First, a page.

First off, many many thanks to MWPA for selecting In Solo Time as winner of the Maine Literary Award for Crime Fiction for 2018.
I’m both honored and humbled, knowing the caliber of the writers we have here in Maine.
Second, a reminder of two bookish events in July. The fourteenth annual Books in Boothbay takes place on July 14 from 9 AM to 1 PM at the Boothbay Railway Museum, where you can meet more than 35 of Maine’s best writers of all kinds. Admission is free—love to see you there.
And this year for the first time, I will be taking part in the Beyond the Sea Book Festival in Lincolnville Beach on July 21, 10:30 AM to 3:30 PM, just up the road from Camden. Check out the list for many familiar names.
And thus, to this month’s musing:
Taking a long walk along the harbor out to Bug Light on a hot Sunday morning and Anne and I walk past a backyard with a tall yellow sign with the legend Crude Oil Pipeline Runs Through Here.
“Not growing any tomatoes in there,” I say as we power-walk past.
“Why not?” my good wife asks politely, used to my spiraling flights of fancy.
“Pipelines? Oil? I suppose unless you wanted to grow tiki torch tomatoes.”
“It’s not going to bother your hypothetical tomatoes. The oil is inside the pipe.”
“Exxon Valdez? Keystone XL. Pipeline bursts in the Dakotas? Environmental disasters? The seepage would poison the soil. You couldn’t grow anything healthy.”
“You are such a negative person.”
Thus endeth that conversation.
But later, holding tight to my sweating can of Veridian and half-watching a Red Sox blowout of the hapless Nats, I ponder her accusation in the context of how I spend most of my time, putting characters in ugly and criminal situations, and decide that, no, it’s not negativity but a firm understanding of the threat in every little thing.
Because that’s what we crime writers need, isn’t it? When we settle down to tell our stories of people and worlds devastated by illegal and immoral activities, then try to set those worlds right? In pursuit of keeping our readers engaged, we turn every possible thing into a threat, an opposition for our characters to overcome.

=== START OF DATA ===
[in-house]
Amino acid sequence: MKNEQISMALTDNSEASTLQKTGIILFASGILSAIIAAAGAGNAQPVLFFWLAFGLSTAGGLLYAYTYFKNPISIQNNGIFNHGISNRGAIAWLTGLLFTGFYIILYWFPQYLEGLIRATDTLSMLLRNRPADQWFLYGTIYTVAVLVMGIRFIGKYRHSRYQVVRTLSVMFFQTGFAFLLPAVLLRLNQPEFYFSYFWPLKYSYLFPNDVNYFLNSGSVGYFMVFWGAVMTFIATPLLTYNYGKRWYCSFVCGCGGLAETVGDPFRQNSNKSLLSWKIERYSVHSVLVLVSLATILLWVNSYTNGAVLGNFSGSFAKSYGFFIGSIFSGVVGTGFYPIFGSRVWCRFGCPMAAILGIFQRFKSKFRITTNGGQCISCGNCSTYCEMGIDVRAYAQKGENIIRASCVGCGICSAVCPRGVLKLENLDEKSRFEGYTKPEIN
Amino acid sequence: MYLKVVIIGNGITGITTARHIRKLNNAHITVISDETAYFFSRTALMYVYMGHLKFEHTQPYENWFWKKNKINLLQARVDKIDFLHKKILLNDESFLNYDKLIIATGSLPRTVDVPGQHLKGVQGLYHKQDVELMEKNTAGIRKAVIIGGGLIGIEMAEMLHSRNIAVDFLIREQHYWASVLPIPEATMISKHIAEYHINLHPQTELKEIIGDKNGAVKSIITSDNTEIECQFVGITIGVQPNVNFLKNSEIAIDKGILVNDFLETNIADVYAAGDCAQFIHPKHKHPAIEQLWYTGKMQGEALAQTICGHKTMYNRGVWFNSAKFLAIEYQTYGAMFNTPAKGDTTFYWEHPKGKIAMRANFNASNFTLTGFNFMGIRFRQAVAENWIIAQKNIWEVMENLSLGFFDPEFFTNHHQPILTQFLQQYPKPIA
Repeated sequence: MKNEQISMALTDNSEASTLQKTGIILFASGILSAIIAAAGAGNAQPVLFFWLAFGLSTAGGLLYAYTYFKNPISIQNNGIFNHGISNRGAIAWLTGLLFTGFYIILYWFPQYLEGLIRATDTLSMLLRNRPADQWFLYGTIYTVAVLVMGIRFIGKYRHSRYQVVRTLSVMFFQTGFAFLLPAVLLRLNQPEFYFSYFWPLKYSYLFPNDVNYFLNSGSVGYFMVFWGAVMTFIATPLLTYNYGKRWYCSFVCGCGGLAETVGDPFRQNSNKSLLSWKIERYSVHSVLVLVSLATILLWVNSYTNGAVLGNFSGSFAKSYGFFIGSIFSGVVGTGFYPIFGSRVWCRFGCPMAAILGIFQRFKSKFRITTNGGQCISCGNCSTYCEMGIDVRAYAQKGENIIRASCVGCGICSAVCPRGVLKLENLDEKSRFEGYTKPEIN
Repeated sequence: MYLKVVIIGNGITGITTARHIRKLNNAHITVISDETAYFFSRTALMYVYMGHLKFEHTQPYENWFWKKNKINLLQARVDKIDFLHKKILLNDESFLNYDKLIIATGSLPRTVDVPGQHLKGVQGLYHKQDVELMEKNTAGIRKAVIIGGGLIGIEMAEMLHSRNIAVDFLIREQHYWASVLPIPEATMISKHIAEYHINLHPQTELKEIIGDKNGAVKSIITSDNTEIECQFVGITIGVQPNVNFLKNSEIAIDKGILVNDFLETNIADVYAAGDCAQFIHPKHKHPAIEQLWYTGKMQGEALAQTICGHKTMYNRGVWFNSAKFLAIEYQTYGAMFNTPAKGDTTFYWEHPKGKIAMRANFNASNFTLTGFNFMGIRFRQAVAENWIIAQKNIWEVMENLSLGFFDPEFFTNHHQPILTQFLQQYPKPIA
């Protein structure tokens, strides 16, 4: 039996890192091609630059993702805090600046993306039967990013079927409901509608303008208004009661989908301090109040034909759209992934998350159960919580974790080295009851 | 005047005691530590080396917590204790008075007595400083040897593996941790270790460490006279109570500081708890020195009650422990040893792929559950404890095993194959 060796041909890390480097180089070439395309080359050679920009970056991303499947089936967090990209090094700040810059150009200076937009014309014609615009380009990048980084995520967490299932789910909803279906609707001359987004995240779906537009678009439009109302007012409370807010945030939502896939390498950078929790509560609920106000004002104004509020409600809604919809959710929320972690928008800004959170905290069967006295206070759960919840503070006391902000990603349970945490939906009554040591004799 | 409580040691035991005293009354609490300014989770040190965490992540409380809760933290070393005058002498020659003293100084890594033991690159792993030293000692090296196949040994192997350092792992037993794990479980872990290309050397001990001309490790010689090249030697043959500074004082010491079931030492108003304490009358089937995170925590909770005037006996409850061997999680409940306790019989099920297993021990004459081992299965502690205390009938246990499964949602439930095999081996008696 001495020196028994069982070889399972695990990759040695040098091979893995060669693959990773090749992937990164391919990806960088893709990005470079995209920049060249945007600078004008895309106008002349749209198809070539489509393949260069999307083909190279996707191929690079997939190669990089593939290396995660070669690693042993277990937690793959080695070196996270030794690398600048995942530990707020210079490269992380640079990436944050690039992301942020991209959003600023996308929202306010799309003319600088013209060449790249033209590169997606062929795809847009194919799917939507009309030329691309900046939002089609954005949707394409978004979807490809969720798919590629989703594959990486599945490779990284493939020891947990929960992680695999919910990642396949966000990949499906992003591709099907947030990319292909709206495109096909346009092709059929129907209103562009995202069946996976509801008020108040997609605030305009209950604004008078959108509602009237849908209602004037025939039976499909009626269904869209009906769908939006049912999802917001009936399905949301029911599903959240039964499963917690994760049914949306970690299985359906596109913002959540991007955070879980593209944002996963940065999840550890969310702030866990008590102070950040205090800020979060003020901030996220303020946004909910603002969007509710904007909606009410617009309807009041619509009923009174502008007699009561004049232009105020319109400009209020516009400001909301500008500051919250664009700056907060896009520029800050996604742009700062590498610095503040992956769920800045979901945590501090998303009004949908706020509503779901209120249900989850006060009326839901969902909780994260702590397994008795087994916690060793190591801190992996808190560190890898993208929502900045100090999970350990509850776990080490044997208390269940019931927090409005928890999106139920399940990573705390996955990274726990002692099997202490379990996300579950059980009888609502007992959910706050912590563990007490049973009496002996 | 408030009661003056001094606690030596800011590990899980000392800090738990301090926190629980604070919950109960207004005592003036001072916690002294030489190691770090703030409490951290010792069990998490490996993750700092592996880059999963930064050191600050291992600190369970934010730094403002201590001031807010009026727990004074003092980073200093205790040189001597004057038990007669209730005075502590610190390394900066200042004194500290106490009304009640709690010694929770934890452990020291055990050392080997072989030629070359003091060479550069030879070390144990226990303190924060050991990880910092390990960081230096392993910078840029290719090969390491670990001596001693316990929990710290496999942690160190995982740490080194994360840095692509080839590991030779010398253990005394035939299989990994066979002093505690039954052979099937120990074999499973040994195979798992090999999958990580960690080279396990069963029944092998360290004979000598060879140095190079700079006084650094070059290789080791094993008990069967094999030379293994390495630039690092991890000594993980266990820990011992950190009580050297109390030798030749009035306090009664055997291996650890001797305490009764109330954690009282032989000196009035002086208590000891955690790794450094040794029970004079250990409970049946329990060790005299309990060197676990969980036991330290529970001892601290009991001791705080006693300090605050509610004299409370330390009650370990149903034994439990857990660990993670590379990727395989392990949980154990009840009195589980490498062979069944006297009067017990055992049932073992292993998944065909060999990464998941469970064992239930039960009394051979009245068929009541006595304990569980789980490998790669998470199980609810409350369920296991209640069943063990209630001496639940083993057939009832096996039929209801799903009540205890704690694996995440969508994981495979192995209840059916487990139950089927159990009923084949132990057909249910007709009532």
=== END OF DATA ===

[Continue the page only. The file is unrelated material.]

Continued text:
I’m reminded of a throwaway paragraph in an Annie Proulx story about how the farmer used to mix arsenic and corn in a pan to keep the raccoons out of his garden and his wife didn’t wash out the roaster before cooking the Christmas turkey. And what happened after.
Some threats may be overt and some may not, but often we have to find the most surprising threat in something fairly innocent-looking, just to hold our readers’ interest. We want you to say “I never thought of that.”
For if we didn’t see the possible threats in everyday situations, how could we, dear reader, scare the pants off you? And if we couldn’t scare you, how on earth would we keep you tied up long enough to tell our story, then put the world back together when we’re done? So in a sense? It’s on you.
Because if the pipeline doesn’t crack, then the tomatoes wouldn’t grow full of carcinogens, and the gift of summer produce to the neighbor with the noisy Chihuahua wouldn’t kill him (the neighbor or the vegetable-loving dog?) undetectably. And what fun would that be?